You’ve likely heard of the historic Apollo 13 moon landing. But do you know about the mathematical genius who made sure that Apollo 13 returned safely home? As a child, Katherine Johnson loved to count. She counted the steps on the road, the number of dishes and spoons she washed in the kitchen sink, everything! Boundless, curious, and excited by calculations, young Katherine longed to know as much as she could about math, about the universe.
From Katherine’s early beginnings as a gifted student to her heroic accomplishments as a prominent mathematician at NASA, Counting on Katherine is the story of a groundbreaking American woman who not only calculated the course of moon landings but, in turn, saved lives and made enormous contributions to history. This book has it all, it provides a great springboard into conversations about space and space exploration, would work great during Black History Month or Women’s History Month. It’s definitely one of the best read aloud books for 3rd grade.
Akiak by Robert Blake
When she hurts her paw on the fourth day of the race, Akiak can no longer compete in the Iditarod—the famed dogsledding race through 1,151 miles of Alaskan terrain. Her musher has no choice but to leave her behind. The rules say once a dog is dropped from the race, it may not rejoin the team. But ten-year-old lead dog Akiak doesn’t know the rules, and nothing will stop her from catching up to her team. Akiak has never won the race before. Will she be able to help her team win this time? A great book to read in winter or to talk abou the Iditarod race in March.
Box: Henry Brown Mails Himself to Freedom by Carole Boston
What have I to fear?
My master broke every promise to me.
I lost my beloved wife and our dear children.
All, sold South. Neither my time nor my body is mine.
The breath of life is all I have to lose.
And bondage is suffocating me.
Henry Brown wrote that long before he came to be known as Box, he “entered the world a slave.” He was put to work as a child and passed down from one generation to the next — as property. When he was an adult, his wife and children were sold away from him out of spite. Henry Brown watched as his family left bound in chains, headed to the deeper South. What more could be taken from him? But then hope — and help — came in the form of the Underground Railroad. Escape!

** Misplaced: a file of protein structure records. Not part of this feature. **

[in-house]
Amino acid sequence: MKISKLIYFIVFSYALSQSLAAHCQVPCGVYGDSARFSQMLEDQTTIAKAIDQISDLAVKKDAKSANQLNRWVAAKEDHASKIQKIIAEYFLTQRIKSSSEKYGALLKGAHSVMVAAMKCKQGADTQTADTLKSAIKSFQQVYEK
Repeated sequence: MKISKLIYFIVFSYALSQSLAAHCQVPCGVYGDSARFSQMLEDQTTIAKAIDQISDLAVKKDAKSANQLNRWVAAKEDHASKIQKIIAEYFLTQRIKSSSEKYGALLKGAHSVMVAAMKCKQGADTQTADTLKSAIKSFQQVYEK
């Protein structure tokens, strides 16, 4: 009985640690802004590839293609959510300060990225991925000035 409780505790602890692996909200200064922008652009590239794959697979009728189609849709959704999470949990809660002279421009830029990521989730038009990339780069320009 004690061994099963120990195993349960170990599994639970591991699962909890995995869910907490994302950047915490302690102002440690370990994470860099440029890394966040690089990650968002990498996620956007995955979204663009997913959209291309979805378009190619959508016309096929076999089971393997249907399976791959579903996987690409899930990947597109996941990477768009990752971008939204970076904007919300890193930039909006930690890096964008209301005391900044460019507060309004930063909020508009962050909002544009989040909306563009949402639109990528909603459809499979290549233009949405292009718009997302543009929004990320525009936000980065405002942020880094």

Ruby’s Wish by Shirin Yim Bridges
Ruby is unlike most little girls in old China. Instead of aspiring to get married, Ruby is determined to attend university when she grows up, just like the boys in her family. Based upon the inspirational story of the author’s grandmother and accompanied by richly detailed illustrations, Ruby’s Wish is an engaging portrait of a young girl who’s full of ambition and the family who rewards her hard work and courage. This is an amazing book about how one girl bucked tradition.
Waiting For the Biblioburro by Monica Brown
Ana loves stories. She often makes them up to help her little brother fall asleep. But in her small village there are only a few books and she has read them all. One morning, Ana wakes up to the clip-clop of hooves, and there before her, is the most wonderful sight: a traveling library resting on the backs of two burros‑all the books a little girl could dream of, with enough stories to encourage her to create one of her own.
Inspired by the heroic efforts of real-life librarian Luis Soriano, award-winning picture book creators Monica Brown and John Parra introduce readers to the mobile library that journeys over mountains and through valleys to bring literacy and culture to rural Colombia, and to the children who wait for the BiblioBurro. This is a staple at the beginning of the year to talk about library and for Hispanic Heritage Month!
Above the Rim by Jen Bryant
Hall-of-famer Elgin Baylor was one of basketball’s all-time-greatest players—an innovative athlete, team player, and quiet force for change. One of the first professional African-American players, he inspired others on and off the court. But when traveling for away games, many hotels and restaurants turned Elgin away because he was black. One night, Elgin had enough and staged a one-man protest that captured the attention of the press, the public, and the NBA. One of my favorite new read aloud books for 3rd grade especially when talking about Black athletes.
Six Dots by Jen Bryant